The Guardian reported last year that the UK defence secretary had written to members of Congress saying that their ‘support to the W93 program in this budget cycle is critical to the success of our replacement warhead program and to the long-term viability of the UK’s nuclear deterrent’. The implication was that the UK needed the W93 programme – which faced initial opposition from appropriators in the House of Representatives – to start now. Although the W93 was eventually funded by Congress, there has been concern in the US that the programme has been accelerated unnecessarily. In December, as Newsnight noted, the Democratic chairman of the House Armed Services Committee said about the W93: ‘Do we need the money right now? I think the U.K. is pushing a lot of that. Do they need it right now? We need to do it. Do we need to do it right now? That’s a tougher question’.
According to the BBC’s reporting, the UK timetable is not as urgent as it has been made out to be, because the UK nuclear weapons infrastructure is not yet capable of producing a new warhead. The UK’s lobbying efforts, writes Mark Urban, ‘appear designed to help the programme through a potentially difficult period when nuclear projects are coming under heightened political scrutiny rather than being driven by Britain's production schedule’. In last night’s broadcast, Urban said it seems that ‘the US–UK nuclear tag team is working its magic, and politically using its influence to convince people in Washington DC that this programme has to be got underway and funded as soon as possible’.
If the BBC is right, and the Biden administration and Democrats in Congress come to believe that the UK has exaggerated the urgency of its situation, this could harm the UK government’s credibility in Washington. It will also give ammunition to those who argue that spending on W93 should be delayed. But the relationship between the UK’s delayed infrastructure and its need for US design work to begin is more complex than it might appear. For one thing, starting design work does not necessarily require production infrastructure already to be in place. And design choices might well have an impact on the type of infrastructure the UK needs. For example, an MoD official told the Public Accounts Committee last year that plans for a new facility to handle enriched uranium, named Pegasus, are on hold until more information about the design of the new warhead is available.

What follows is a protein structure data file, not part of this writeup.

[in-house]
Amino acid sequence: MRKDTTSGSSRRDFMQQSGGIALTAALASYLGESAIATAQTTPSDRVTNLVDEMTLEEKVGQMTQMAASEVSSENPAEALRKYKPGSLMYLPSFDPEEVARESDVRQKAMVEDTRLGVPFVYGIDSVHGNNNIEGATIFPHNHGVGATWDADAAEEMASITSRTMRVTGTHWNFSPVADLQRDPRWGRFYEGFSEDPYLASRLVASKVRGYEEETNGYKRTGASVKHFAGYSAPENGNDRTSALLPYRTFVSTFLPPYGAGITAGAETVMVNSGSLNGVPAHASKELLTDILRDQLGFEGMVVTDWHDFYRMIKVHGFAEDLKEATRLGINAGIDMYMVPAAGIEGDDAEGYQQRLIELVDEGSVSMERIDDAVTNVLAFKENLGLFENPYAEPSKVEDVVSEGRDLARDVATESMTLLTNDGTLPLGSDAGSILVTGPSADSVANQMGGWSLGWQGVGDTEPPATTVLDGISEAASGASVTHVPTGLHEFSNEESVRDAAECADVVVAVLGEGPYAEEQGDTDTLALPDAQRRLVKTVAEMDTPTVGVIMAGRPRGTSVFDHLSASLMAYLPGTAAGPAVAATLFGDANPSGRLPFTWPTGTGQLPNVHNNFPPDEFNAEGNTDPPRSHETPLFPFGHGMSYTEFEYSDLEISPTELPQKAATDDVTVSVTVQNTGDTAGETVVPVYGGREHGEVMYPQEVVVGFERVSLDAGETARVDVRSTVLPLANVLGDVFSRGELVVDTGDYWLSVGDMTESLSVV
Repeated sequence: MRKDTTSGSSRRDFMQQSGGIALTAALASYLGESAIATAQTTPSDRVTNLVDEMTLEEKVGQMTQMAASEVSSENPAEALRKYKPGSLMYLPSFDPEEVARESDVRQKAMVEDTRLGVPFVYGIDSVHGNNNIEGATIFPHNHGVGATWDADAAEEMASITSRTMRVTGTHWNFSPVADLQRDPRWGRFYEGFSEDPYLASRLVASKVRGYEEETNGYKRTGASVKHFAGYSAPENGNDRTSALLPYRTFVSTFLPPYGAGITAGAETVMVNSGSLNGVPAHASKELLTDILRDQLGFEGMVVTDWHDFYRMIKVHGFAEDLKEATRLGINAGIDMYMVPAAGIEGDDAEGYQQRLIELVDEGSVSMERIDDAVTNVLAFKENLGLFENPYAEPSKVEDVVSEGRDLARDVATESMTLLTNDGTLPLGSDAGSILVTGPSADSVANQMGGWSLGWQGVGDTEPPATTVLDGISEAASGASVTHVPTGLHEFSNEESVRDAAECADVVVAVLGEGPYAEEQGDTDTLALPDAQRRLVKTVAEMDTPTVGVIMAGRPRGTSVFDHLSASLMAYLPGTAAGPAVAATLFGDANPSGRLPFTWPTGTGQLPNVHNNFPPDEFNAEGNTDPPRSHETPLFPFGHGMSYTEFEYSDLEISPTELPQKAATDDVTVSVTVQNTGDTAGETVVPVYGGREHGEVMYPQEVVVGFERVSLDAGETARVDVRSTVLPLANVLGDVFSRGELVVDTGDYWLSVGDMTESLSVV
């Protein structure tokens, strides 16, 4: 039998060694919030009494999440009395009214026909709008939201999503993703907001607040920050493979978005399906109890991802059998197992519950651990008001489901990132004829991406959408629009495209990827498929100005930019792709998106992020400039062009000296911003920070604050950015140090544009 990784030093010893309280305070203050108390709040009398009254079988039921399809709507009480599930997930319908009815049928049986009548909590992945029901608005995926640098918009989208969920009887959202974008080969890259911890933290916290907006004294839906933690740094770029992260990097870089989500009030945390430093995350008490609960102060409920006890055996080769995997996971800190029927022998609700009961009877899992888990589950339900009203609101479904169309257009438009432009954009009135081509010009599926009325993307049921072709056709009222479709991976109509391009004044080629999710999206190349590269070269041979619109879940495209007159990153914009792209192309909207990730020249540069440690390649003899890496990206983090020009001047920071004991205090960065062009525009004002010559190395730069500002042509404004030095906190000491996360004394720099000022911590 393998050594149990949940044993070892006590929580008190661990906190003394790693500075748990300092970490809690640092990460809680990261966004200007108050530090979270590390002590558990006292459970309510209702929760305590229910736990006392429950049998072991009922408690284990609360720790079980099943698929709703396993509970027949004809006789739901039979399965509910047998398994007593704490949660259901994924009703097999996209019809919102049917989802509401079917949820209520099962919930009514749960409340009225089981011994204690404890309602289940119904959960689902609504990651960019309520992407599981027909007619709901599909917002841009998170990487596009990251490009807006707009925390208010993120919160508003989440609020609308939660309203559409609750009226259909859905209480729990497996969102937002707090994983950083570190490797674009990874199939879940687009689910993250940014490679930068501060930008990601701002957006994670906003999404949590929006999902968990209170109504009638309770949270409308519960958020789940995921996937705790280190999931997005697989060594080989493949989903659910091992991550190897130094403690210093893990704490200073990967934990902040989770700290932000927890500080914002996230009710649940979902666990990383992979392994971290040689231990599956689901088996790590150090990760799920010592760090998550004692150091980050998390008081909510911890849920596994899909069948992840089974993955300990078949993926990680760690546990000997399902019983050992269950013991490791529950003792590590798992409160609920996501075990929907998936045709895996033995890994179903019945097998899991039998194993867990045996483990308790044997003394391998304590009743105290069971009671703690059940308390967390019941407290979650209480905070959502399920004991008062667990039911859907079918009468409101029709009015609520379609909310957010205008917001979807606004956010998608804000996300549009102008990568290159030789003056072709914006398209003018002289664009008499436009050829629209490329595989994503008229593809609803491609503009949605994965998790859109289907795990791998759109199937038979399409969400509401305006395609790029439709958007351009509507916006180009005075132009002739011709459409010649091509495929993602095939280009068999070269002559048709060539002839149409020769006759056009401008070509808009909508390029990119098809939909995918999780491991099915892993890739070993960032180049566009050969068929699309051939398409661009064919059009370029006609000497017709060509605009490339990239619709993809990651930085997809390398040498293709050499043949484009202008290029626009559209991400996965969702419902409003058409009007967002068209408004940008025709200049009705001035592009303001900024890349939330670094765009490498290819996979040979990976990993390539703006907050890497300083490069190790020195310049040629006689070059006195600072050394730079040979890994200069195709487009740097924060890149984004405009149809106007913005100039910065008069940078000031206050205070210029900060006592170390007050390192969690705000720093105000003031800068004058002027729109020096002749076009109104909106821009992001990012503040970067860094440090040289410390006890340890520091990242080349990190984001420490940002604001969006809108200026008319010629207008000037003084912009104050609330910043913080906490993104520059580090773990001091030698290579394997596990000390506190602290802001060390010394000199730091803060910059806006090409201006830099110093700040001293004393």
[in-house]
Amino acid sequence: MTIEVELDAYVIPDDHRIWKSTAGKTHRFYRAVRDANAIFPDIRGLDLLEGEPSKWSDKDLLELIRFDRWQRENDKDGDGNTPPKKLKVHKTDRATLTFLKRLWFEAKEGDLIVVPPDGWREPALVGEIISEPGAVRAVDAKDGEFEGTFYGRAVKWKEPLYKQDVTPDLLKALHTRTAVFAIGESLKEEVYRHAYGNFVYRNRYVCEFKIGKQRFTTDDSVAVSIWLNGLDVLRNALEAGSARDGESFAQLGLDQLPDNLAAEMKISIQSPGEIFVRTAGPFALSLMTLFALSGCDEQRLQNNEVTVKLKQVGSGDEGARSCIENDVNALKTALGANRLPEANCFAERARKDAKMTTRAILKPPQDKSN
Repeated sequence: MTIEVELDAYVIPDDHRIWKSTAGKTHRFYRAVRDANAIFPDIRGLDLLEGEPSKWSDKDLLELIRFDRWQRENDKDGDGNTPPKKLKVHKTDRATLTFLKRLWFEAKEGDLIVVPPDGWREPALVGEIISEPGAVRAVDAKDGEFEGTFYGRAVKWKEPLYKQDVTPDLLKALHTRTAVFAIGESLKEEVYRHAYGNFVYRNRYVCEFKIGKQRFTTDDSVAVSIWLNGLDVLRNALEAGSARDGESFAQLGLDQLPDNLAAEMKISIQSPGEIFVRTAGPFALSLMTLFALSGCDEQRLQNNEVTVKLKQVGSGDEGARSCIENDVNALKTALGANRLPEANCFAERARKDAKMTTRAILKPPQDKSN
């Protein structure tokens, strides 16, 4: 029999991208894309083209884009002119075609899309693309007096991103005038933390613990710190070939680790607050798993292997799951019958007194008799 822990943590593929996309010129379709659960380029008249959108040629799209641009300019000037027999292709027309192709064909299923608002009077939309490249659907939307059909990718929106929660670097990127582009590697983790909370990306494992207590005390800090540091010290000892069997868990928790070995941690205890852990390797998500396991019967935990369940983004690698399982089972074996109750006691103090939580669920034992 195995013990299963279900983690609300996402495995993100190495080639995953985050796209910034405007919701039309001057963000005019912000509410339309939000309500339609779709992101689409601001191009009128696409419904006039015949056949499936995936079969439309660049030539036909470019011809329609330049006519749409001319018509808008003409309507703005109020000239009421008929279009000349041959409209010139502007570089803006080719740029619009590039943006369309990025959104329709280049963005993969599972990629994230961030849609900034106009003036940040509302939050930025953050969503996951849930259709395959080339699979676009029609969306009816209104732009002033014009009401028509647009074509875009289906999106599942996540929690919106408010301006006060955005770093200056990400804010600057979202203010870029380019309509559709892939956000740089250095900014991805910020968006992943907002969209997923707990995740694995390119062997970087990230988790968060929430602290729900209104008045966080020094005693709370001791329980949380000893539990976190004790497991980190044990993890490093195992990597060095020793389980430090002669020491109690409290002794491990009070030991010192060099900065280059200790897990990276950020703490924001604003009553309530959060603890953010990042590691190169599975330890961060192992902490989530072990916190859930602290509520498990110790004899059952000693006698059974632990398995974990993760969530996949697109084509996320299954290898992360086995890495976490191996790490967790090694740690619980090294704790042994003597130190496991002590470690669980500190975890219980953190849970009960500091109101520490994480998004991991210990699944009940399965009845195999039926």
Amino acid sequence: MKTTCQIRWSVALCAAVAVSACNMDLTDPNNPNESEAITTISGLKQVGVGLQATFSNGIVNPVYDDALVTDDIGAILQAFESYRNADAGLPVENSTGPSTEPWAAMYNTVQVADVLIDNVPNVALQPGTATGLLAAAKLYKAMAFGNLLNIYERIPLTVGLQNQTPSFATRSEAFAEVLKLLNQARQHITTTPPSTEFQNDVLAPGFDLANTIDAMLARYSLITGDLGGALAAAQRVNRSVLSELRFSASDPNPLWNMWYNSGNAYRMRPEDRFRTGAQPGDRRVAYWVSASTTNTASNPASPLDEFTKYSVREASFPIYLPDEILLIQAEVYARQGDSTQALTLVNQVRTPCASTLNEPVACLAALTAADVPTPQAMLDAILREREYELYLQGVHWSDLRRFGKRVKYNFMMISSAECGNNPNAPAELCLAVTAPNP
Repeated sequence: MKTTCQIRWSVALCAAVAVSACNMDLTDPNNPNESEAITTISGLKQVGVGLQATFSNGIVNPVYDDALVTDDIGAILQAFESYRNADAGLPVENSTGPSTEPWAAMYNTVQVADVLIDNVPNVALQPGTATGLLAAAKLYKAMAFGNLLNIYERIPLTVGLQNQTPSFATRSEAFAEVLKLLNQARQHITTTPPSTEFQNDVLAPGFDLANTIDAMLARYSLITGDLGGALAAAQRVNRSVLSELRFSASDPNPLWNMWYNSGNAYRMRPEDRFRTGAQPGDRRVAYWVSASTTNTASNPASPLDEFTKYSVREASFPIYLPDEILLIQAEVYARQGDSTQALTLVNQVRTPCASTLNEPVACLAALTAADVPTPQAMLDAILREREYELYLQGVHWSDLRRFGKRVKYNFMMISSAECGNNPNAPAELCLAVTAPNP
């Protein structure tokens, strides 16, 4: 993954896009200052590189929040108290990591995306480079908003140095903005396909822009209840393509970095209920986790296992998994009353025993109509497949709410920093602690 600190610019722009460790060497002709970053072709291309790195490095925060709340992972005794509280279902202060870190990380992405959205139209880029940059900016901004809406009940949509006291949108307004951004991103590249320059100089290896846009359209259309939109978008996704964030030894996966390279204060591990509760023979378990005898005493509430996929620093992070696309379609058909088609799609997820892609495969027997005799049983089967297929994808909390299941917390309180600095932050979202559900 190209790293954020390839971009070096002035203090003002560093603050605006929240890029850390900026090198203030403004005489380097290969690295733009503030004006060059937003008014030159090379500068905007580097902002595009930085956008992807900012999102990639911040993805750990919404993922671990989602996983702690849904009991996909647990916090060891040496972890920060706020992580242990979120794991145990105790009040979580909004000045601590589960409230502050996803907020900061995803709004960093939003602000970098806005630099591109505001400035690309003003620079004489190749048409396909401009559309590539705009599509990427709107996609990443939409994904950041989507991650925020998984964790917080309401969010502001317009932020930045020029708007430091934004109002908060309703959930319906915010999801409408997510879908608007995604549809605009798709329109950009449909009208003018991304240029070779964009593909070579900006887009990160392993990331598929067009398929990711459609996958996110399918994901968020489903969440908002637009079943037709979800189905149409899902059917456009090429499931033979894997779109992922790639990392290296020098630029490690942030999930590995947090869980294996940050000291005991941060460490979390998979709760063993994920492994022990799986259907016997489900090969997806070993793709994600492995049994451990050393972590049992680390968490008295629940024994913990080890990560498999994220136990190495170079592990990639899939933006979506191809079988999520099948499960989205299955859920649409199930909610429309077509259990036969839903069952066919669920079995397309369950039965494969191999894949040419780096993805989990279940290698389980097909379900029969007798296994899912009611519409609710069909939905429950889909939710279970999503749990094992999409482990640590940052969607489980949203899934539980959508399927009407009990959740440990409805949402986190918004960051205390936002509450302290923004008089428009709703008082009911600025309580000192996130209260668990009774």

If that is the case, depending on how closely the designs of the W93 and the UK warhead are linked, a delay in starting work on the W93 might potentially cause further delay to the UK’s infrastructure plans. If those delays increase, they could eventually put the timetable for UK warhead production at risk. Here, there is precedent: delays to a new facility for warhead components in the late 1980s became so severe that the Defence Committee raised concerns that the UK would not be able to produce new warheads in time to arm the full fleet of Trident submarines when they entered into service. Delays to the W93 could also potentially increase overall costs for the UK if it is forced to keep technical options open for longer than it would otherwise like.
How Much Will It Cost?
A final detail from the BBC’s report is the estimate that the new UK warhead, factoring in infrastructure needs, could cost £10 billion over the next 15 years. RUSI’s Malcolm Chalmers suggested in October last year that the overall costs could be considerably higher, between £15 billion and £30 billion over the lifetime of the procurement. The government has been refusing to provide any cost estimate, arguing that it is too early to do so, ‘as much will depend on the eventual design requirements’, and that ‘information relating to the programme may be subject to commercial and national security constraints’.
The 2006 White Paper on the future of the deterrent estimated the cost of a new warhead to be between £2 billion and £3 billion, but this very likely did not include the costs of infrastructure upgrades. An existing modernisation programme at the Atomic Weapons Establishment, the Nuclear Warhead Capability Sustainment Programme, has an overall budget of £21 billion spread from 2005–25. Parliament should urge the government to provide it with some estimate of costs for the new warhead, even if the estimate is a range rather than a specific figure.
Parliament should also ask the MoD to clarify the extent to which projected UK costs are dependent on decisions, such as the initiation of design work on the W93, that might be out of the UK’s hands.
The views expressed in this Commentary are the author's, and do not represent those of RUSI or any other institution.
Dr Matthew Harries
Director of Proliferation and Nuclear Policy
Proliferation and Nuclear Policy